The Display structure size is 2,412 bytes – allocated on the 0x970 large bin.

Specifically, we overwrite the lock_fns pointer in this structure:

struct _XLockPtrs *lock_fns; /* pointers to threads functions */

The libX11 code dereferences this pointer and jumps to the address inside it –

    register Display *dpy,
    Colormap cmap,
    unsigned long *pixels, /* LISTofCARD32 */
    int npixels,
    unsigned long planes) /* CARD32 */
    register xFreeColorsReq *req;
    register long nbytes;

    LockDisplay(dpy);                                                          [1]
    GetReq(FreeColors, req);
    req->cmap = cmap;
    req->planeMask = planes;

    /* on the VAX, each pixel is a 32-bit (unsigned) integer */
    req->length += npixels;

    nbytes = npixels << 2;		/* watch out for macros... */
    Data32 (dpy, (long *) pixels, nbytes);
    return 1;

LockDisplay on [1] is a macro:

/* used everywhere, so must be fast if not using threads */
#define LockDisplay(d)	     if ((d)->lock_fns) (*(d)->lock_fns->lock_display)(d)

As can be seen from the macro, when we overwrite the dpy pointer, it will be dereferenced twice and run the resulting pointer, leading to code execution.

After checking the offset of dpy->lock_fns in our payload, and setting its pointer to a predictable address in the 32-bit memory space of sxpm (e.g. 0x409774), we have total control over EIP.

Control over EIP in Debian 12 32-bitControl over EIP in Debian 12 32-bit

Option #2 – Limited Write-What-Where

Another possible primitive is to overwrite a pointer to the File Descriptor (in an xpmData structure). This happens when we allocate 136 bytes (on the 0x90 fastbin).

Inside the loop that reads each character from the XMP file, it uses it and reads a character.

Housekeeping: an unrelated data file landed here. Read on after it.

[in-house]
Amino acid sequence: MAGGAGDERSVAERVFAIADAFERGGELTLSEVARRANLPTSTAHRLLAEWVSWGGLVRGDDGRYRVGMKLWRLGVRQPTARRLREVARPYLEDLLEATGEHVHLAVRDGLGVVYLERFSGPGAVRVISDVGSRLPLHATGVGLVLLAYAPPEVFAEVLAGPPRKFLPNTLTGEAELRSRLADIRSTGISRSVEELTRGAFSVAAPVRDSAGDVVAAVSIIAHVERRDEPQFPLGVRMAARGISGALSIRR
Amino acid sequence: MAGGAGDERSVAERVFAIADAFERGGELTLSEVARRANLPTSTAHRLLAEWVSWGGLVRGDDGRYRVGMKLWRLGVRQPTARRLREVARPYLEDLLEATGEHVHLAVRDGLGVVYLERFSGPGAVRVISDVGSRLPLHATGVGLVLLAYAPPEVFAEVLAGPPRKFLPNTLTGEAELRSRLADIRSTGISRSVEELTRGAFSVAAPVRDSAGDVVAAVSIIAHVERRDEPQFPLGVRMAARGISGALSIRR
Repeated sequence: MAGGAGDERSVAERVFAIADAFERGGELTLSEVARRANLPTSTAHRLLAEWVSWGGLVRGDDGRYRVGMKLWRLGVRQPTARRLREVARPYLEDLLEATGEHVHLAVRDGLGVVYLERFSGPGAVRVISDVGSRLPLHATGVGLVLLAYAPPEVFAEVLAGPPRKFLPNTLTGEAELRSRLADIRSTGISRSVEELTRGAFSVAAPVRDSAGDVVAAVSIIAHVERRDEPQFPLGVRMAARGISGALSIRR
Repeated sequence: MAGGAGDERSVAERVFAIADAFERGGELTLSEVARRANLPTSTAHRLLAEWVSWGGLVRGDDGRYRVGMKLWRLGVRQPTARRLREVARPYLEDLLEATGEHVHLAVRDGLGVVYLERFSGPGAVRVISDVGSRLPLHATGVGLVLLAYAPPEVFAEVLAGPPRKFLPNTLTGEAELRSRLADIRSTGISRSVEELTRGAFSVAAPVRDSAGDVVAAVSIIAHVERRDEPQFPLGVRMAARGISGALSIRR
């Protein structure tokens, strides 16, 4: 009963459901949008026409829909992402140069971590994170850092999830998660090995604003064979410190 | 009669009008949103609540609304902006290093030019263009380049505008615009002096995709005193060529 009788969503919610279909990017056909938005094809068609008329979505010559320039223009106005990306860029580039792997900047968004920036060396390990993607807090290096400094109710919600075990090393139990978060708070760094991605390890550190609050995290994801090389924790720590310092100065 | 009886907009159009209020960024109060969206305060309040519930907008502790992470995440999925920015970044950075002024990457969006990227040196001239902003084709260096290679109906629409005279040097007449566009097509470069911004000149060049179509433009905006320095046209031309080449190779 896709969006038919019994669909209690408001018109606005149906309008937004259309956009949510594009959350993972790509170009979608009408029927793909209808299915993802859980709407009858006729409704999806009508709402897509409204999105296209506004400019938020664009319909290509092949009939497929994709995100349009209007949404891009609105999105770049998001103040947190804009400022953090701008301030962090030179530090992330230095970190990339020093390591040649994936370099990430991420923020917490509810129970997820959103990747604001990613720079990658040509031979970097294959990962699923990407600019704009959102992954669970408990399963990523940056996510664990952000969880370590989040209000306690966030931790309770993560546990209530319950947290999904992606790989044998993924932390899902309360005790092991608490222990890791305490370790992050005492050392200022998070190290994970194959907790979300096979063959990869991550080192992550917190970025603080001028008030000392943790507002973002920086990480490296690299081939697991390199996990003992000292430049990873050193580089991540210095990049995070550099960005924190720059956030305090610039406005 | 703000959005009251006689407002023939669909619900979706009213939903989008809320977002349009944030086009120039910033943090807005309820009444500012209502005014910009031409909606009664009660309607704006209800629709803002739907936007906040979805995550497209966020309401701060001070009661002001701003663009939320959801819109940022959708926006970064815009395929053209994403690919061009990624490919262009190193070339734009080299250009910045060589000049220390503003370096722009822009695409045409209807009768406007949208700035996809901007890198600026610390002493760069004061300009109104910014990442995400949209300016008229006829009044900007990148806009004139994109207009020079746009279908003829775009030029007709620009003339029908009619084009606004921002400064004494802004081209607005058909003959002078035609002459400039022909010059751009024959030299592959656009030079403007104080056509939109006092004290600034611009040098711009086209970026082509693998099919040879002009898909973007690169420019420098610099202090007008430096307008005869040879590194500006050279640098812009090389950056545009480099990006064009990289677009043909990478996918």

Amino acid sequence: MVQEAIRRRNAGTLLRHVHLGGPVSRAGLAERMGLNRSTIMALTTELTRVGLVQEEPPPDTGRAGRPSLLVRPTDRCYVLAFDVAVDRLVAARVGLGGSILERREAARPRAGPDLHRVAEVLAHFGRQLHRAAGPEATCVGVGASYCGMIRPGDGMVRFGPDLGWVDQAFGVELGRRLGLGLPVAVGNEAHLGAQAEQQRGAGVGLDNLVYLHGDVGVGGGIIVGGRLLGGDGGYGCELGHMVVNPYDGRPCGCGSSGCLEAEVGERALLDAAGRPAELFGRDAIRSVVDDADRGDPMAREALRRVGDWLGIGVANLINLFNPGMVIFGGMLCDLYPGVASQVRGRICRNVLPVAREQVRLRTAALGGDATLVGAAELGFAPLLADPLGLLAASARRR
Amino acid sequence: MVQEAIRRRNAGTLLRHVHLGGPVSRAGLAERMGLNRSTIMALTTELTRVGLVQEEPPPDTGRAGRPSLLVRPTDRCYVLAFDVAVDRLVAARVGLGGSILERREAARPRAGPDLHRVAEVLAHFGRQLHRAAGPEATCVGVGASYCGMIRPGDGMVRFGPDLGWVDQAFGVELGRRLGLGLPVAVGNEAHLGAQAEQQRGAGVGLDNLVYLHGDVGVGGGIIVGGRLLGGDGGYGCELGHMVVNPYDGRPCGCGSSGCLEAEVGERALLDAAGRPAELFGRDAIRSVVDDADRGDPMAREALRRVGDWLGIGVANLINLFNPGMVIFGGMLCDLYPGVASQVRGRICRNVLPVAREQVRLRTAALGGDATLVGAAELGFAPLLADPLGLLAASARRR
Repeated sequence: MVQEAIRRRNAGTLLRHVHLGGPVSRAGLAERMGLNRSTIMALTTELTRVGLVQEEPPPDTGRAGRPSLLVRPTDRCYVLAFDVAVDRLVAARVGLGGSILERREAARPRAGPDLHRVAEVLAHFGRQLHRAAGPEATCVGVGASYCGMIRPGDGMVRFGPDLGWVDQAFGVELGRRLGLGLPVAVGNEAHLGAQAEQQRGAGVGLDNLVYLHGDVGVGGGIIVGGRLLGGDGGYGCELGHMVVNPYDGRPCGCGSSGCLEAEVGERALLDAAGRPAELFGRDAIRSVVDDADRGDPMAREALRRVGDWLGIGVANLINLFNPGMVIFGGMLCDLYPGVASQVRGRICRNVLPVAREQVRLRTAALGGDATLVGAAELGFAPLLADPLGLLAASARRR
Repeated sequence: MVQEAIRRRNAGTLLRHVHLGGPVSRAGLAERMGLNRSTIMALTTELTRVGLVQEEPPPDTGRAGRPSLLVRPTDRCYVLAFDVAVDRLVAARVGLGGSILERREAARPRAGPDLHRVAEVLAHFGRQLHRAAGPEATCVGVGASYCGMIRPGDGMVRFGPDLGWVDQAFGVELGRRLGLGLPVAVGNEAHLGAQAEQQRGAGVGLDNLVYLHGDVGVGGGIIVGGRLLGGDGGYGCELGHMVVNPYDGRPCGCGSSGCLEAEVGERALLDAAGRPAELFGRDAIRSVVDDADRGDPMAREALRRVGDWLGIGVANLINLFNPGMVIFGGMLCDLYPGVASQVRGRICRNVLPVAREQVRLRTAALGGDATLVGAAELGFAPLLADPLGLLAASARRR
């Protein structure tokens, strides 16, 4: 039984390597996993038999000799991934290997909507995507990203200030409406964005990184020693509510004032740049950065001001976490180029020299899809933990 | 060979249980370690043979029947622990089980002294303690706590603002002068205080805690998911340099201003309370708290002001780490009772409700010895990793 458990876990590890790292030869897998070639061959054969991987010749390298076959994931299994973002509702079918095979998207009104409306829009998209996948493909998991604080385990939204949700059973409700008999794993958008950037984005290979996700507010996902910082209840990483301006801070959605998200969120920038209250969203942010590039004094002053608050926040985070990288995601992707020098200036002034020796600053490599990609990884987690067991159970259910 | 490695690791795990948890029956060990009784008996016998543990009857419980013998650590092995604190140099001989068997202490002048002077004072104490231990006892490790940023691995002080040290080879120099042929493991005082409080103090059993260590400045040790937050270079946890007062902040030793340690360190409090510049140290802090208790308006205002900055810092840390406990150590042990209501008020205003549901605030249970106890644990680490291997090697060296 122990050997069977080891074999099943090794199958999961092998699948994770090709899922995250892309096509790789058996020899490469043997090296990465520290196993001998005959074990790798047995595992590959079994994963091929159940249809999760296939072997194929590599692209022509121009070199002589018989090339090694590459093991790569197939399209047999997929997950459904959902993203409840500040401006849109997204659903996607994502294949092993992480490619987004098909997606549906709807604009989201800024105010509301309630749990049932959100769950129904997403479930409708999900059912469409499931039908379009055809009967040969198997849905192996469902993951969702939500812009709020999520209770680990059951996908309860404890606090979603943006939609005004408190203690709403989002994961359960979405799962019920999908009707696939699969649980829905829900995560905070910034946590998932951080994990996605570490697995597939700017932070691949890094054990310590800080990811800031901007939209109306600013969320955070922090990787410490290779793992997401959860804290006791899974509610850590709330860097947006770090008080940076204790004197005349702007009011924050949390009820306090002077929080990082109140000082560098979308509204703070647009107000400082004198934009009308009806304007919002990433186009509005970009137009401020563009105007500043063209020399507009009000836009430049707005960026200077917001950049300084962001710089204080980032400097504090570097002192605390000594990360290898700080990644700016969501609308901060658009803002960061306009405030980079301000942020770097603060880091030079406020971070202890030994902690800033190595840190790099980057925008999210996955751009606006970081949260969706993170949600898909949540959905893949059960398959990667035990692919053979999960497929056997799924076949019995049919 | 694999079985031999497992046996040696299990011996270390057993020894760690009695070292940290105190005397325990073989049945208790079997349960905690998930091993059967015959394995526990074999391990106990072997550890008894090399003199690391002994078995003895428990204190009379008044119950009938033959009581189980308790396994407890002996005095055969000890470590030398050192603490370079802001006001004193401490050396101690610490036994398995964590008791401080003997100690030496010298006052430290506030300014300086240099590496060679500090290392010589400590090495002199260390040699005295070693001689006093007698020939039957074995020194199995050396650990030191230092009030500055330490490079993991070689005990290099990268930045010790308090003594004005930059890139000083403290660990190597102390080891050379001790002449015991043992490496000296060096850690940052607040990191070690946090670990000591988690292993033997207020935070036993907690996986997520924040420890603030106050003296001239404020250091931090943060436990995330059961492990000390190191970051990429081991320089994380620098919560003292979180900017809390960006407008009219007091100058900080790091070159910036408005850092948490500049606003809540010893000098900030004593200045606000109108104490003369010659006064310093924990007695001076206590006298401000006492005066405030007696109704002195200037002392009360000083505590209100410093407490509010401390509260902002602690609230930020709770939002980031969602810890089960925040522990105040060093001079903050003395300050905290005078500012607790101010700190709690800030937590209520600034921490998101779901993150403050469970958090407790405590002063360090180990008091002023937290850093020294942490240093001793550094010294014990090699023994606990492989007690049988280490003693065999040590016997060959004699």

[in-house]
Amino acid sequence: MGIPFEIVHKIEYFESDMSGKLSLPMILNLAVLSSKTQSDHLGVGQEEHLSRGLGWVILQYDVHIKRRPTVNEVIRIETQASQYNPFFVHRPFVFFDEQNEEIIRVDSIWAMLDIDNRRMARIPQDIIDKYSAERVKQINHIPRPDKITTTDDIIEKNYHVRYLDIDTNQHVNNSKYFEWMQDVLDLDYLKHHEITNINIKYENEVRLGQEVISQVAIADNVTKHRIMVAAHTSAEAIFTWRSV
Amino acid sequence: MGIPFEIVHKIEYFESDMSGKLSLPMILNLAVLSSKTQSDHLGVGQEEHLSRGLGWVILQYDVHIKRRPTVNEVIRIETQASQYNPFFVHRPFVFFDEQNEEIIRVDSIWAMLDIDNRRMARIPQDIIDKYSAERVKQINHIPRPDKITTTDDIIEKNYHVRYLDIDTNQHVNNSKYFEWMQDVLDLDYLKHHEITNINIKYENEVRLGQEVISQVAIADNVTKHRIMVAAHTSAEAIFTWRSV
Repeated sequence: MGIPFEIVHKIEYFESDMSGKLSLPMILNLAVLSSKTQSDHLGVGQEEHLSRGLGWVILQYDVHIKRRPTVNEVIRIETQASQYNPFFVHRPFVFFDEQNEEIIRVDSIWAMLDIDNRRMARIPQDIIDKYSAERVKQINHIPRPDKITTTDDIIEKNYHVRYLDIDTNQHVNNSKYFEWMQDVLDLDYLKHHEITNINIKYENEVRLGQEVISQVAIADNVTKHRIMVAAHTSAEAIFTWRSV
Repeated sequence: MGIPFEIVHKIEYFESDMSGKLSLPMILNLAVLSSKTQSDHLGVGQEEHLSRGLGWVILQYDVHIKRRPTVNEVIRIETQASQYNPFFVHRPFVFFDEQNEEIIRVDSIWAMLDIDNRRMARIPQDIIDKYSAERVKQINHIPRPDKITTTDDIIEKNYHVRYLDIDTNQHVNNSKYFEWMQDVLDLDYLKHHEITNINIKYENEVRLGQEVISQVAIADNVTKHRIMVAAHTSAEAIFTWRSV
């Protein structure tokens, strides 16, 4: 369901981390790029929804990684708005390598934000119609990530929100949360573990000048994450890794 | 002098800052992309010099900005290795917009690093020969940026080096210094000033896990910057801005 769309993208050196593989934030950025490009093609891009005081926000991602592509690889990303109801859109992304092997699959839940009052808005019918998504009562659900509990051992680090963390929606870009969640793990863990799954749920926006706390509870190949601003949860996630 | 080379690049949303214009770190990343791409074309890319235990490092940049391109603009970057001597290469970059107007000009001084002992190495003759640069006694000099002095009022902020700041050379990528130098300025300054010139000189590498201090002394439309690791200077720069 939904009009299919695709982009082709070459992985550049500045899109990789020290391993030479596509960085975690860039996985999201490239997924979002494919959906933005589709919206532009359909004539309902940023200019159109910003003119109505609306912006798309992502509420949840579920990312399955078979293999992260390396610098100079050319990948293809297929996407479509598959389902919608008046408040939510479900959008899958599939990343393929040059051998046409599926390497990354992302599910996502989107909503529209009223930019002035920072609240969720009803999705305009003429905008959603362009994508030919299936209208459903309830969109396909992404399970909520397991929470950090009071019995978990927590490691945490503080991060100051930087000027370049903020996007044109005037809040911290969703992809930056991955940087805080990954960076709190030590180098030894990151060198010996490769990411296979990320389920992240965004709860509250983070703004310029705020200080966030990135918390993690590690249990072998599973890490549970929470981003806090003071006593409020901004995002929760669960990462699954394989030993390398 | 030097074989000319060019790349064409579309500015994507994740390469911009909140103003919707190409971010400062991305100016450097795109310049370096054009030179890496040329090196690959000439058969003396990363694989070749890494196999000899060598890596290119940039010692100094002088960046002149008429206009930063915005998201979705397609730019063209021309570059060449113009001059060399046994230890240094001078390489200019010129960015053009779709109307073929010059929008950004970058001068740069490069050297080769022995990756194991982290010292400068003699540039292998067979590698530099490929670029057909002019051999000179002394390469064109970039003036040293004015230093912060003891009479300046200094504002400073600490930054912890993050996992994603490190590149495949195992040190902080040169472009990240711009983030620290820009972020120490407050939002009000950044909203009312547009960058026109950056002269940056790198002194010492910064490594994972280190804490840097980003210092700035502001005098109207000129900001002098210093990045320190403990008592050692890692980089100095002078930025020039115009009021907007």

The xpmData structure:

xpmData structure

xpmData structure

This is a limited relative write-what-where.
We can write 4 bytes (3 controlled bytes + 1 byte fixed ’00’), into a relative address like 0x5555{00414243}.

This can be seen here in [1] and [2]:

static int
#ifdef FOR_MSW
    Display		*dc,
    xpmData		*data,
    unsigned int	 width,
    unsigned int	 height,
    unsigned int	 ncolors,
    unsigned int	 cpp,
    XpmColor		*colorTable,
    xpmHashTable	*hashtable,
    XImage		*image,
    Pixel		*image_pixels,
    XImage		*shapeimage,
    Pixel		*shape_pixels)
    unsigned int a, x, y;

    switch (cpp) {

    case (1):				/* Optimize for single character
                     * colors */
        unsigned short colidx[256];
#ifdef FOR_MSW
        HDC shapedc;
        HBITMAP obm, sobm;

        if ( shapeimage ) {
            shapedc = CreateCompatibleDC(*dc);
            sobm = SelectObject(shapedc, shapeimage->bitmap);
        } else {
            shapedc = NULL;
        obm = SelectObject(*dc, image->bitmap);
        if (ncolors > 256)
            return (XpmFileInvalid);
        bzero((char *)colidx, 256 * sizeof(short));
        for (a = 0; a < ncolors; a++) {
            colidx[(unsigned char)colorTable[a].string[0]] = a + 1;

        for (y = 0; y < height; y++) {
            for (x = 0; x < width; x++) { int c = xpmGetC(data); [1] if (c > 0 && c < 256 && colidx[c] != 0) {
#ifndef FOR_MSW
                    XPutPixel(image, x, y, image_pixels[colidx[c] - 1]); [2]
                    if (shapeimage) {
                        XPutPixel(shapeimage, x, y,
                            shape_pixels[colidx[c] - 1]);
                    SetPixel(*dc, x, y, image_pixels[colidx[c] - 1]);
                    if (shapedc) {
                        SetPixel(shapedc, x, y, shape_pixels[colidx[c] - 1]);
                }else {
                    return (XpmFileInvalid);

Option #3 – Code Execution Alternative

When allocating a chunk of 136 bytes (which gets allocated on the 0x90 heap fastbin), we can overwrite an _XLockInfo object:

Code Execution Alternative

The _XLockInfo object: dpy->lock structure is 192 bytes long, so it gets allocated on the 0xd0 bin.

As can be seen from the backtrace, we overwrote the mutex that gets used in the __pthread_mutex_lock function, which then gets accessed at the start of the function (using the rdi register):

__pthread_mutex_lock (pthread_mutex_t *mutex)
  unsigned int type = PTHREAD_MUTEX_TYPE_ELISION (mutex);

  ((m)->__data.__kind & (127|PTHREAD_MUTEX_ELISION_NP))

This is called when freeing the colors structure in xpmParseDataAndCreate, which calls the XFreeColors function.

After the Mutex is accessed, the data is then used in the _XDisplayLockWait function:

static void _XDisplayLockWait(
    Display *dpy)
    xthread_t self;